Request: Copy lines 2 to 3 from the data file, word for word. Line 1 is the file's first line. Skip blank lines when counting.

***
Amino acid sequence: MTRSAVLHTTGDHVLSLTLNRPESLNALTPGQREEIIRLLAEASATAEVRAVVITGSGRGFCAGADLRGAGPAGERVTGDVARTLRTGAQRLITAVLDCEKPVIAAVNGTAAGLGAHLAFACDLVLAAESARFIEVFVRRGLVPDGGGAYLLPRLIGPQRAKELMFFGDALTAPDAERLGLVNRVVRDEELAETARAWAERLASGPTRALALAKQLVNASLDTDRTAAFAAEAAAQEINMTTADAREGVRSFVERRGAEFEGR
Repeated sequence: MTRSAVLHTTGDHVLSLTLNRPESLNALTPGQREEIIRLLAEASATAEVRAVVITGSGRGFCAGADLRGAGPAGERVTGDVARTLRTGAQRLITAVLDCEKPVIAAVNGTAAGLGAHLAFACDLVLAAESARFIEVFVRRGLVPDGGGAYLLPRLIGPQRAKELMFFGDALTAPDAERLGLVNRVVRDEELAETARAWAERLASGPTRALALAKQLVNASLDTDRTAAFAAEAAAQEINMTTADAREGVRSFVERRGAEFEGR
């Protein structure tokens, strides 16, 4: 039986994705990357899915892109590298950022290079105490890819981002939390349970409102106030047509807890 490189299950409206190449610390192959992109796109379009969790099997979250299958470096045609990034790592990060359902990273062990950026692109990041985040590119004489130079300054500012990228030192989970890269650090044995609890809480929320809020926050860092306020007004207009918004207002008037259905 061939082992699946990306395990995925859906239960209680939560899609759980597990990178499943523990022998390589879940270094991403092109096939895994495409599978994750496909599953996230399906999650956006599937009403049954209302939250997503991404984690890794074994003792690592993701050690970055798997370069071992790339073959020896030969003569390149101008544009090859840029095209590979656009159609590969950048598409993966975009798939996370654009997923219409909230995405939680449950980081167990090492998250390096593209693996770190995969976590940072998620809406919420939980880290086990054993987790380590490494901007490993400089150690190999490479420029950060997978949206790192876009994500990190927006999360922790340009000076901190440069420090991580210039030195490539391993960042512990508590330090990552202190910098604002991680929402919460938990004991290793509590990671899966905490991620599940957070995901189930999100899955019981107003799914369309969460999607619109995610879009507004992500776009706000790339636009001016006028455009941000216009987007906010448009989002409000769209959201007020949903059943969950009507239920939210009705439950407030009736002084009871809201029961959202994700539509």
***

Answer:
Repeated sequence: MTRSAVLHTTGDHVLSLTLNRPESLNALTPGQREEIIRLLAEASATAEVRAVVITGSGRGFCAGADLRGAGPAGERVTGDVARTLRTGAQRLITAVLDCEKPVIAAVNGTAAGLGAHLAFACDLVLAAESARFIEVFVRRGLVPDGGGAYLLPRLIGPQRAKELMFFGDALTAPDAERLGLVNRVVRDEELAETARAWAERLASGPTRALALAKQLVNASLDTDRTAAFAAEAAAQEINMTTADAREGVRSFVERRGAEFEGR
């Protein structure tokens, strides 16, 4: 039986994705990357899915892109590298950022290079105490890819981002939390349970409102106030047509807890 490189299950409206190449610390192959992109796109379009969790099997979250299958470096045609990034790592990060359902990273062990950026692109990041985040590119004489130079300054500012990228030192989970890269650090044995609890809480929320809020926050860092306020007004207009918004207002008037259905 061939082992699946990306395990995925859906239960209680939560899609759980597990990178499943523990022998390589879940270094991403092109096939895994495409599978994750496909599953996230399906999650956006599937009403049954209302939250997503991404984690890794074994003792690592993701050690970055798997370069071992790339073959020896030969003569390149101008544009090859840029095209590979656009159609590969950048598409993966975009798939996370654009997923219409909230995405939680449950980081167990090492998250390096593209693996770190995969976590940072998620809406919420939980880290086990054993987790380590490494901007490993400089150690190999490479420029950060997978949206790192876009994500990190927006999360922790340009000076901190440069420090991580210039030195490539391993960042512990508590330090990552202190910098604002991680929402919460938990004991290793509590990671899966905490991620599940957070995901189930999100899955019981107003799914369309969460999607619109995610879009507004992500776009706000790339636009001016006028455009941000216009987007906010448009989002409000769209959201007020949903059943969950009507239920939210009705439950407030009736002084009871809201029961959202994700539509």